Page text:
Radiotelemetry has become an important and frequently used tool in wildlife research. Inferences drawn from radiotelemetry data depend on the assumption that the radiotransmitters are not influencing parameter(s) of interest. An article by Guthery and Lusk (2004) in the Wildlife Society Bulletin questioned the validity of this assumption for estimating survival rates of northern bobwhites (Colinus virginianus) using radiotelemetry data. In this evaluation, we address technical and philosophical flaws in Guthery and Lusk's (2004) critique of northern bobwhite studies utilizing radiotelemetry. They concluded that biologists should be skeptical of radiotelemetry studies and they advised researchers to design studies to address potential biases caused by radiotransmitters using independent data. Although we agree that researchers are responsible for testing key assumptions of their techniques, we believe Guthery and Lusk's (2004) conclusions were not well supported and were based on tenuous assumptions. Guthery and Lusk (2004) calculated the level of productivity (given as a fall age ratio) required to balance a simple population model that contained published estimates of annual survival and assumed an annual finite population growth rate of 1.0. We review their population model and show that the relationship between an annual survival rate and fall age ratio is nonlinear. This nonlinearity can lead to biased estimates of a fall age ratio, especially at lower values of annual survival. We also question the validity of using fall age ratios as an estimator of productivity. Further, we suggest that this assessment of a radiotransmitter effect from a survival rate itself is not appropriate. This rate can be depressed (or elevated) for a variety of reasons not related to the influence of radiotransmitters. In addition, Guthery and Lusk (2004) assumed that daily survival rates (as calculated from both annual and seasonal published estimates) were constant throughout the year; thus, they scaled daily survival rates from seasonal to annual estimates. Further, their meta-analysis was hindered by temporal pseudoreplication and a lack of independence among the observations used in the analysis. We conclude the weight of the evidence presented by Guthery and Lusk (2004) is not as strong as they claim because it fails to meet the test of sufficient causation. While scientists should always be skeptical and critical of assumptions of all methods employed in wildlife research, more rigorous tests are necessary before we discredit a valuable technique without sufficient empirical evidence.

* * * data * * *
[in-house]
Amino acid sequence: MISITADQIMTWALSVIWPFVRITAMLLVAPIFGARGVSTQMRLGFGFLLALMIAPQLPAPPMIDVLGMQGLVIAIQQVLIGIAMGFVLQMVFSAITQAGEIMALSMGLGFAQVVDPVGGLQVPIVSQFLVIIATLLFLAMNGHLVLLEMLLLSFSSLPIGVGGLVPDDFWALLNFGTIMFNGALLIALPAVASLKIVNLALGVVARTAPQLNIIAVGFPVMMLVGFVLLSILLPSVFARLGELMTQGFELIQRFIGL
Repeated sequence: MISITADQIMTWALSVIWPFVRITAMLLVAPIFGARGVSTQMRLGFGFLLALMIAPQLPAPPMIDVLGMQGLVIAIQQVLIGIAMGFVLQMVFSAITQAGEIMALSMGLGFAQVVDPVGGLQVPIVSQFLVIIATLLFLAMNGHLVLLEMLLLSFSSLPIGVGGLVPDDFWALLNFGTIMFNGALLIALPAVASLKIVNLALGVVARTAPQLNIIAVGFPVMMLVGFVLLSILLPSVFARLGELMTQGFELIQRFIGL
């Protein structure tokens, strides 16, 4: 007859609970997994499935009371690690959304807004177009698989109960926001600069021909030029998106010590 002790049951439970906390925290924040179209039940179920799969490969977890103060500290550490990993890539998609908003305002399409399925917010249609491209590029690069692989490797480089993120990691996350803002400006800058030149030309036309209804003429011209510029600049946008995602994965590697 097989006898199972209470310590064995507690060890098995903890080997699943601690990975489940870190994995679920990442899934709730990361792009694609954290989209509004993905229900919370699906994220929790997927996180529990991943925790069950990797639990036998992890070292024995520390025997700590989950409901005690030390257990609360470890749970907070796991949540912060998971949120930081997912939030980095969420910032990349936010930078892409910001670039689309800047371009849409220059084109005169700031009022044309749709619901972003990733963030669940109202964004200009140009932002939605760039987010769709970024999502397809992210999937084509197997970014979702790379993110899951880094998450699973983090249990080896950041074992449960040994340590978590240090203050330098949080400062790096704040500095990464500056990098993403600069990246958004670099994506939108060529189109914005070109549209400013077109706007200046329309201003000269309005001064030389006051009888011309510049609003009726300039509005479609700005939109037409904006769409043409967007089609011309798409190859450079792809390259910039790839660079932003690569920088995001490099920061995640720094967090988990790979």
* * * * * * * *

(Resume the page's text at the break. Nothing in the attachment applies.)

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Vol. 71 • No. 4